Times are not shared publicly nor are they any sort of final judgement on one’s fitness nor skill.We just need a place to start the season. But remember, if you persist with cycling during your high school career, you will improve and you will grow (Coach Matt promises).

Once you have your time please send it to me, ​​.Please include your name and grade level, and we will have you placed in a group before our first practice. ​Times need to be to me by Sunday, August 9, by 5:00​.Before your ride:

●Be hydrated – you will not need any energy food for the ride – it is done in under 30minutes but you will need a water bottle!

●Have a mask on and be ready to pull on to your face! When and if you pass other peopleyou must pull it over your mouth and nose! Remember, you represent all of us whenyou’re on your bike

●Get super psyched! This is a beautiful and moderate test ride. Every year we seem tosee a bear hanging around an apple tree in the green valley off the road!

●Remember, we’re just riding bikes. And although our breath may catch a bit, we’re outthere to have fun!Questions? Contact me:

Thanks to everyone for bearing with us.

Reply to BHS MTB Parent-Rider-Coach Survey Responses from 24 July, 2020

Reply to BHS MTB Parent-Rider-Coach Survey Responses from 24 July, 2020

30 July, 2020

Matt Muir

Working Shared Practice Standards Document
Reference this document above

The above linked shared standards document remains a working document in order to continue to adapt to circumstances and regulations, thus, remaining compliant and updating standards.

New Direction from BVSD

On July 28th, BVSD informed BVSD teams that all their coaches must perform a background check with BVSD’s background check company in addition to the background check coaches already do for their Colorado League/NICA certifications.  This is a new and added step that will take some time to comply with.

Quantitative Response Section

There is majority support for practicing this season in the quantitative response section of the survey.

There is also dissent, criticism, and apprehension expressed in the survey responses.  BHS MTB leadership accepts these points.  The governing principle in BHS MTB’s policy is getting kids on bikes in a compliant fashion that balances risks and benefits.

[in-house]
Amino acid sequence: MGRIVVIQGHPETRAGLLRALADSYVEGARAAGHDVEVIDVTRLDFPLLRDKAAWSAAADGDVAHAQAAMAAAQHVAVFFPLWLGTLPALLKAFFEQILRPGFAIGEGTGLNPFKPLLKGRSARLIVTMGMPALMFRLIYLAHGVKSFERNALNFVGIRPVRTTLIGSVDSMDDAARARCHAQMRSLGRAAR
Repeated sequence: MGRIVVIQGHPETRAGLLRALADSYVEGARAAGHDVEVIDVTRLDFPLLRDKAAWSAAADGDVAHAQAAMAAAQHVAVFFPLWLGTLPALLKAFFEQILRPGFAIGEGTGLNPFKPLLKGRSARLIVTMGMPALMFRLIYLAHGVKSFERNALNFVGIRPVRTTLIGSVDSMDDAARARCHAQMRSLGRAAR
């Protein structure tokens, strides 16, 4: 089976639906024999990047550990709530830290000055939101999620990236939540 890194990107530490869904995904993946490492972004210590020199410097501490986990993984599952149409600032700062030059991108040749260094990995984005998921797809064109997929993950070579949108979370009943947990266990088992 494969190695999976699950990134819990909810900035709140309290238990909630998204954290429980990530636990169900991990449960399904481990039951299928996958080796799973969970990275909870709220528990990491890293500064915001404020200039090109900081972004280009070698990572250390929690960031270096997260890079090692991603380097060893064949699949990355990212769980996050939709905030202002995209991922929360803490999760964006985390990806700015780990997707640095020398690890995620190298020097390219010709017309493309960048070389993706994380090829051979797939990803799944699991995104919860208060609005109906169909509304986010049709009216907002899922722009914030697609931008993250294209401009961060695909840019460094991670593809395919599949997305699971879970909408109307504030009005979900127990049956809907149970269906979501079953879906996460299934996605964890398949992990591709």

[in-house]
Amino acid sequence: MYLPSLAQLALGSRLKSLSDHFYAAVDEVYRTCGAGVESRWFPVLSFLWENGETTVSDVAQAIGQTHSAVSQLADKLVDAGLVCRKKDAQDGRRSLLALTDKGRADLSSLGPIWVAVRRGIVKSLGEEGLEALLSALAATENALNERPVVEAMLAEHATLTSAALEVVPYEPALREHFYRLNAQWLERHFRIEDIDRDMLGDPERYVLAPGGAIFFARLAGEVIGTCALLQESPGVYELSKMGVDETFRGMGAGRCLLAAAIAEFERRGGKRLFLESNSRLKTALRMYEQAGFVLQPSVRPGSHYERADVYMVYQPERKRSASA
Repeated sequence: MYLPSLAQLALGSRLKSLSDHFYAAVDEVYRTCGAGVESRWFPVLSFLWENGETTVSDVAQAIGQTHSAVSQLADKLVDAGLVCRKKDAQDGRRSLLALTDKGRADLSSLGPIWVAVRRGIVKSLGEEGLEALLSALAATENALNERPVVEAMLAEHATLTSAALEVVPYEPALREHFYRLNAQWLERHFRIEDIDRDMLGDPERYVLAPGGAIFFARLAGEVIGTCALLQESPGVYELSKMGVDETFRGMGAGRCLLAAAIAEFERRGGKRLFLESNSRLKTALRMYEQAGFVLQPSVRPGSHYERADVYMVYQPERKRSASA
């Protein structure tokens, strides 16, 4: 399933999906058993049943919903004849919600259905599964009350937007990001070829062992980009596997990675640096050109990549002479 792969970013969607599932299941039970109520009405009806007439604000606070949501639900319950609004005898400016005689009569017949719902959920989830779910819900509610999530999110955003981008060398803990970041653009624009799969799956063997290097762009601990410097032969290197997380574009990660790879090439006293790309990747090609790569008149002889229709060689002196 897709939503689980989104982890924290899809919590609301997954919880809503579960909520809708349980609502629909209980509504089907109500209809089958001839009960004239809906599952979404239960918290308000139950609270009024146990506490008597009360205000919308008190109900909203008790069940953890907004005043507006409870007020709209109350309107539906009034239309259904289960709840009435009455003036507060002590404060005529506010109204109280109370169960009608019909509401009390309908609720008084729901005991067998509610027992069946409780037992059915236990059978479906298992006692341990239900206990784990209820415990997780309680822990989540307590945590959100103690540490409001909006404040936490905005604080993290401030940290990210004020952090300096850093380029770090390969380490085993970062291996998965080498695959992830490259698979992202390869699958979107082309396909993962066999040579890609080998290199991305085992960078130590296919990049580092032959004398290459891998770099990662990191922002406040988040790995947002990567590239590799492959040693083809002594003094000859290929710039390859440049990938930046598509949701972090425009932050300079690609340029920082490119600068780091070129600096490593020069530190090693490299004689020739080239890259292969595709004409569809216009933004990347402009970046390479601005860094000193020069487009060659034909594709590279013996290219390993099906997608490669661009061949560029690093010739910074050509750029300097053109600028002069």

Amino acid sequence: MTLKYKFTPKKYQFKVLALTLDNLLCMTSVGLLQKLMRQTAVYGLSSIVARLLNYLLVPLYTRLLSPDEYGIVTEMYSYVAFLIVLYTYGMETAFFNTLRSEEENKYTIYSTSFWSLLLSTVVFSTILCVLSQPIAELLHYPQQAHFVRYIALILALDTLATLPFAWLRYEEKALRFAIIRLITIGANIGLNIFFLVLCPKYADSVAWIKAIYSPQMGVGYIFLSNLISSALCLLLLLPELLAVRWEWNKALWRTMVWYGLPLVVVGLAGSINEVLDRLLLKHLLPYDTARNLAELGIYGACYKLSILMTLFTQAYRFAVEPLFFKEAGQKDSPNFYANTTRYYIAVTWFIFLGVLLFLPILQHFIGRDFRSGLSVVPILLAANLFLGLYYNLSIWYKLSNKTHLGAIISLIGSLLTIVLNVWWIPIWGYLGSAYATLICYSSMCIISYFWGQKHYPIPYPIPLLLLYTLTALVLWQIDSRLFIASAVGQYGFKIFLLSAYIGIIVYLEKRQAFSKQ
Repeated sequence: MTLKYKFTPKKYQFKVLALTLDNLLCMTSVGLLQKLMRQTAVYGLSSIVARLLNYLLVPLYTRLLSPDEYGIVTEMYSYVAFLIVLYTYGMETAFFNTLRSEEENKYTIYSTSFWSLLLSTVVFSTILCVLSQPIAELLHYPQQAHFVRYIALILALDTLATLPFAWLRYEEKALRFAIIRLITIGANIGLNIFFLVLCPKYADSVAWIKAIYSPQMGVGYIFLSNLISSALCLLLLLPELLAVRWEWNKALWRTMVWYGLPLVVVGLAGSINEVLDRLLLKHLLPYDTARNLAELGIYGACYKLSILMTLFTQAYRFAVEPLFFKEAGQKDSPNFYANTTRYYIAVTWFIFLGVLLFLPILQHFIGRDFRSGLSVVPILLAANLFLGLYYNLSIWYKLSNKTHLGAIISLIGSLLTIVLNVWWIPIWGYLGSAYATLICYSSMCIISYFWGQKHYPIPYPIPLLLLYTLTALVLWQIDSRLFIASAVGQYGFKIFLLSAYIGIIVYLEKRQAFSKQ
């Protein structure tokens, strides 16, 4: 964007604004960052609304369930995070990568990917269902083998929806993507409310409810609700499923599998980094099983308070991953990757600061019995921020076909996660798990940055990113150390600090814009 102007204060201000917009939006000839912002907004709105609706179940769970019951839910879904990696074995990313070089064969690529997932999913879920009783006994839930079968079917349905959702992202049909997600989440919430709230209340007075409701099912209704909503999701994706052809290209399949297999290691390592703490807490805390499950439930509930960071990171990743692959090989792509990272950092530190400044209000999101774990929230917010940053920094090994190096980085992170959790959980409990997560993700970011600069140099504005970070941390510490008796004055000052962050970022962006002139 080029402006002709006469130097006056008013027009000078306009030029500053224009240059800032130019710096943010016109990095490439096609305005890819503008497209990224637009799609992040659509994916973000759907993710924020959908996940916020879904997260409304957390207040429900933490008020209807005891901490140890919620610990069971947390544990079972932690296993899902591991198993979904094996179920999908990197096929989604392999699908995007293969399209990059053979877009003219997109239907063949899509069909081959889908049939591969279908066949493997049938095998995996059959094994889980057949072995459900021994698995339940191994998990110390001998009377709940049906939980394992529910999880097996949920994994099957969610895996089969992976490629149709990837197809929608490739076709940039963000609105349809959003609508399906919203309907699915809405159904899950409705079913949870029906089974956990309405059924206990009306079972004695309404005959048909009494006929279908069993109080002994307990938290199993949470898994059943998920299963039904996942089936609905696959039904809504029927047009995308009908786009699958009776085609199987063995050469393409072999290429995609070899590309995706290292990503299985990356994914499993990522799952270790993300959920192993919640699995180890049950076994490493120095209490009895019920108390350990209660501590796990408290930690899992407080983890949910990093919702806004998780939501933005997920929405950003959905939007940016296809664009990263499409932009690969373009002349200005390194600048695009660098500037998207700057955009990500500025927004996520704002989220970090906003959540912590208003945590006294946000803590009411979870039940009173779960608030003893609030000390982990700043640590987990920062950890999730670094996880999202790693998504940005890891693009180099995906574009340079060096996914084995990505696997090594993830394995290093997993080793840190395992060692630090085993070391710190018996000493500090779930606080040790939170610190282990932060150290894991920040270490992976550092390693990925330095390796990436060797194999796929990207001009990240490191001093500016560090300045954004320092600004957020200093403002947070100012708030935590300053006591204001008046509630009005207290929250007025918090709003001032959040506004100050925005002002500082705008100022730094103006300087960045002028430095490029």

See the appendix at the end of this document for a summary of the quantitative responses.

Open Ended Response Topics And Replies

Practice start times and suggested later start times to allow for retrieving bikes.

The working intention is to announce staggered practice start times after school, Monday through Thursday.  The staggered times and locations spread out across BHS’s campus allow for physical distancing.  Later start times are a good idea but, overall, weighed against daylight and the limits of practice time.

Boulder Junior Cycling, Single Track Mountain Bike Adventures, and similar precedents

Since March, youth cycling nonprofits across the state have operated under the regulations of the Colorado Department of Public Health And Environment.  The Colorado High School Cycling League has issued similar guidelines.  The standards shared by BHS MTB and Fairview are essentially identical to these existing practice protocols.  Teams across the state are operating under and abiding by the standards.

Question number three’s poor wording.

Several people pointed out that the survey’s wording, especially item number three was unclear.  This is true, apologies.

Refund of payments to The Colorado League and to BHS MTB.

Payments to the Colorado League are nonrefundable and part of the League’s Singletrack Solidarity program of virtual programming for this season.  BHS MTB intends to guide practice participation towards the Singletrack Solidarity programming.  Any organization has planning and outlay costs that cannot be refunded.

Currently, BHS MTB leadership is attempting to determine what percentage of programming can be delivered this season and, subsequently, make a commensurate refund of fees to families that have been paid to the team.  Given the existing workload, this may take some time.

There should be no practices, or only virtual practice, kids should do challenges on their own; practicing creates unnecessary risk.  Uncertainty versus risk.

This is the fundamental question and the practice standards document states that what guides us are regulations from authorities, best practices in the community, and the balance of risk and benefit.

It’s unclear if virtual practices are possible.  In person practice during the pandemic while following standards is one thing.  Deploying minors on roads and trails via electronic means while unable to supervise safety, fitness, habits, and behavior is questionable to several coaches.

Group use of trails causes difficulty for land managers.